Why Earth Day Doesn’t Matter

A friend sent me a text message this morning, wishing me a “Happy Earth Day!”  Hunh, I commented, I hadn’t realized that was today.  For some reason I thought it was the 24th of April, not the 22nd.

When I got to work, I wished my colleagues the same… and got the same response. “Hunh,” said one, “I thought it was on the 25th for some reason.”

Another wryly commented, “Didn’t you know?  Every day is Earth Day… to a Forester!”

That’s right, folks, our office is full of people whose jobs are to think about the Earth, or at least the environment. We work for an agency whose leader sent out an Earth Day message, thanking us for what we do.  We live in Wisconsin, the state where Earth Day was created, the state whose Wild Rivers legislation formed the basis for the National Wild and Scenic Rivers, the state where Aldo Leopold lived out his years with his family, the state where our soils, our minerals, our timber, and our waters form the basis for the economy as they always have.  And we didn’t even notice it was Earth Day.

A "sun dog" or a rainbow-aura around the sun, on a  hot afternoon on a remote island in the southern Pacific.

A “sun dog” or a rainbow-aura around the sun, on a hot afternoon on a remote island in the southern Pacific.

I’m not criticizing us, not myself nor my colleagues.  We might not have made any special effort to conserve water or turn off lights today.  We might have wasted some paper and we surely drove some gas-guzzling trucks around.  But we did our darndest to make the Earth a better place for all of its living things to thrive.  As we do every day.

For me, I can honestly say that no day goes by when I do not think of our natural world in some way.  Sometimes it is indeed taking the extra step to recycle my grocery bags, or composting kitchen waste, or buying local produce.  Sometimes, though, it is just sitting outside on a sunny spring afternoon and breathing deeply.  And being thankful that I live in a place where that is possible.  And hoping that we can maintain the best parts of our Earth, and repair those places where clean air and water aren’t the reality.

The theme of this blog is discovery on our rare planet – discovery of the first blossoms of spring, of waterfalls and oceans, of our diverse human cultures.  This year, I haven’t been doing much exploring, because I slipped on ice and broke my leg, the day after the bulk of our snow melted.  When I have paused from my reading and internet-browsing and other indoor diversions, I’ve felt sorry for myself, because I can’t get out and enjoy the spring of the year.  I have watched as friends posted on Facebook the first wildflowers of the year, the Pasque Flowers and Hepatica.  I am facing the reality that I won’t be walking by the time my Wild Turkey hunting season rolls around next week.  I have been following the progression of spring bird migrations, but haven’t gotten out to see and hear the flocks. I join in the speculation about whether or not this will be a good year for morel mushrooms (I’m voting on the yes side, if the weather pattern holds), but I won’t be stumbling around in the woods looking for them myself.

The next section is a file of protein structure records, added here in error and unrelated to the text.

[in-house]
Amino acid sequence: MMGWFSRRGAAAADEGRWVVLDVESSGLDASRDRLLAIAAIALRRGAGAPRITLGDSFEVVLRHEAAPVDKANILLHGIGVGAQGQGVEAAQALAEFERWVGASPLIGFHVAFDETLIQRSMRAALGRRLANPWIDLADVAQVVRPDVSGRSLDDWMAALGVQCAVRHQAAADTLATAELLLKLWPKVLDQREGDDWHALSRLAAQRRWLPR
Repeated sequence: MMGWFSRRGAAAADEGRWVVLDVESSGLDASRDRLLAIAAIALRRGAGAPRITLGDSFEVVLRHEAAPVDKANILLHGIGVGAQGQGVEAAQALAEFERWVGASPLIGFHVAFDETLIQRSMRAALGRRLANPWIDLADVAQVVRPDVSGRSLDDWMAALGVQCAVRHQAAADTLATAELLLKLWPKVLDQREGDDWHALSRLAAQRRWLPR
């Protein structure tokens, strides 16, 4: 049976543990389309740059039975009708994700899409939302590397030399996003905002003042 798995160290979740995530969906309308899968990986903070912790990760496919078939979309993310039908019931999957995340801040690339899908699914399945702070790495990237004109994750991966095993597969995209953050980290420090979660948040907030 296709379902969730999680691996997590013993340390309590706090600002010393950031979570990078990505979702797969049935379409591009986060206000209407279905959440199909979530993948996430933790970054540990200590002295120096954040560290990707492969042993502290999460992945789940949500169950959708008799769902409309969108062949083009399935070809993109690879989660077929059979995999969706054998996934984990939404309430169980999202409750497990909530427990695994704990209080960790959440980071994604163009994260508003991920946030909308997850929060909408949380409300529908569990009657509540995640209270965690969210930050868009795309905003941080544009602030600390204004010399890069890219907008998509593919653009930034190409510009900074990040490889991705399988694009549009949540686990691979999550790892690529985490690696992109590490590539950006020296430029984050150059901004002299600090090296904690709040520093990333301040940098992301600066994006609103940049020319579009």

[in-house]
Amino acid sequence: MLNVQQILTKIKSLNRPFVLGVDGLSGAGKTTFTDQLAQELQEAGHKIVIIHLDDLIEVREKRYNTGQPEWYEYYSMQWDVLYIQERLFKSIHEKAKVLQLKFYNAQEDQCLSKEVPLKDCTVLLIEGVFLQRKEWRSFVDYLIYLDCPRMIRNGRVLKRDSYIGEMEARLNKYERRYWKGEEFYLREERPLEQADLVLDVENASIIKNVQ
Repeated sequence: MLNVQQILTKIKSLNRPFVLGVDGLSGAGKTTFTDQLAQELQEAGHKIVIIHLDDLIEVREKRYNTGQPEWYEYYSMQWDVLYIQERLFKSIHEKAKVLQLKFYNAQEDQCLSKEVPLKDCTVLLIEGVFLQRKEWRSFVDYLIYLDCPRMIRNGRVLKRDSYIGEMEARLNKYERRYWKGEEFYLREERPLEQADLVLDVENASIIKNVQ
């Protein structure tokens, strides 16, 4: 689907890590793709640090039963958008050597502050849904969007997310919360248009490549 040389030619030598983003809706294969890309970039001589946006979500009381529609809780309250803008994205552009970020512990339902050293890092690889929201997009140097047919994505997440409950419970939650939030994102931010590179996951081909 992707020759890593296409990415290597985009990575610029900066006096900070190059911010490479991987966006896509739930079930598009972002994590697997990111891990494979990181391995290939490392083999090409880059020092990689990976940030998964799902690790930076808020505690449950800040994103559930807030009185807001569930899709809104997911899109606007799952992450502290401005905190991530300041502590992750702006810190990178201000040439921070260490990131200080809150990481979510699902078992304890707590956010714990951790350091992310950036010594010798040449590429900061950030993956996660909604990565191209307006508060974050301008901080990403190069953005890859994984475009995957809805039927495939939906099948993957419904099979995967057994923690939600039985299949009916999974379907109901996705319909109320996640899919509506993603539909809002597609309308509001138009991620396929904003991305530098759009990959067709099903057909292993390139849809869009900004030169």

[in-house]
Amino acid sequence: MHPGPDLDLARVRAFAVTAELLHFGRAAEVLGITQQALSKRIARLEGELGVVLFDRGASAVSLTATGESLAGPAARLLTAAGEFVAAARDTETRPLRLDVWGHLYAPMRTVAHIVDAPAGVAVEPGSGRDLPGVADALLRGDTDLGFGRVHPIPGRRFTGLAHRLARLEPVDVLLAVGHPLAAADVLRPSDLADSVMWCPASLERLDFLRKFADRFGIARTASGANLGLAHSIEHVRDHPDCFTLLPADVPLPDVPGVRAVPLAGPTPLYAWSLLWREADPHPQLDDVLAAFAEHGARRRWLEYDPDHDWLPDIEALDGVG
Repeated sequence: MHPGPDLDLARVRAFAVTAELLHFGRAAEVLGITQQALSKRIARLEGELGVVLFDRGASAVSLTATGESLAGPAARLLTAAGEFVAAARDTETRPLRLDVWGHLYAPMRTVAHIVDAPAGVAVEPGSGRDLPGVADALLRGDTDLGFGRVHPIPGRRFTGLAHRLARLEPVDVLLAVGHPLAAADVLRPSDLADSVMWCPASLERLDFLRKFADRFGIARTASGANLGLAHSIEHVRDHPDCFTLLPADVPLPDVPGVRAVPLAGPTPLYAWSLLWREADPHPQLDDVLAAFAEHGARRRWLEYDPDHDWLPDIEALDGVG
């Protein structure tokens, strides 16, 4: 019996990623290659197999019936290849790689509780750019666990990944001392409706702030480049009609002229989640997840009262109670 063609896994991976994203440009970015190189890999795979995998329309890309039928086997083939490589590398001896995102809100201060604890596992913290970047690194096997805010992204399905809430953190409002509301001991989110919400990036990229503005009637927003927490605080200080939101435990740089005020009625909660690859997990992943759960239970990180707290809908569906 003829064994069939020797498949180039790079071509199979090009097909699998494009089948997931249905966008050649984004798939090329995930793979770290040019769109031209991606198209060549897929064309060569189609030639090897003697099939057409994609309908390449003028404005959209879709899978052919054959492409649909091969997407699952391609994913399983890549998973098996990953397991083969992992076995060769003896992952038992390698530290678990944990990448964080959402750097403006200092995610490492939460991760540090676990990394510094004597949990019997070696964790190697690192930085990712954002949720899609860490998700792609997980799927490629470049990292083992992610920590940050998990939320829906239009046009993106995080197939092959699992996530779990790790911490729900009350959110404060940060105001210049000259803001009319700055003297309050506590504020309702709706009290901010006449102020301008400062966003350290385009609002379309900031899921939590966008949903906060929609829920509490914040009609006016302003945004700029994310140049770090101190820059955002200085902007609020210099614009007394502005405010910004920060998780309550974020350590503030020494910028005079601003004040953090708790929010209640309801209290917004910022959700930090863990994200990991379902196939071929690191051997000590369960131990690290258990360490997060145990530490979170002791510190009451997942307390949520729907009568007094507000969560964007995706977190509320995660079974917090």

Yet… I live in a world, on an Earth, where all of this is possible.  I am lucky enough to be able to get out and do all of those things, most of the time.  I have been so fortunate as to see so many of the truly amazing places on our continent and our planet!  And if there is one thing that I know more surely than anything, it is that I want to keep living in this amazing world, and I want future generations to have the same opportunities.

So yes, I forgot that it was Earth Day.  In fact, I don’t really care that it is Earth Day, because, even if it makes me sound like a corny tree-hugger to say it… Every day is Earth Day.  Or it should be.

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4 thoughts on “Why Earth Day Doesn’t Matter

  1. “our office is full of people whose jobs are to think about the Earth, or at least the environment”
    Oh, are you hiring? ;)
    Great post – right on.

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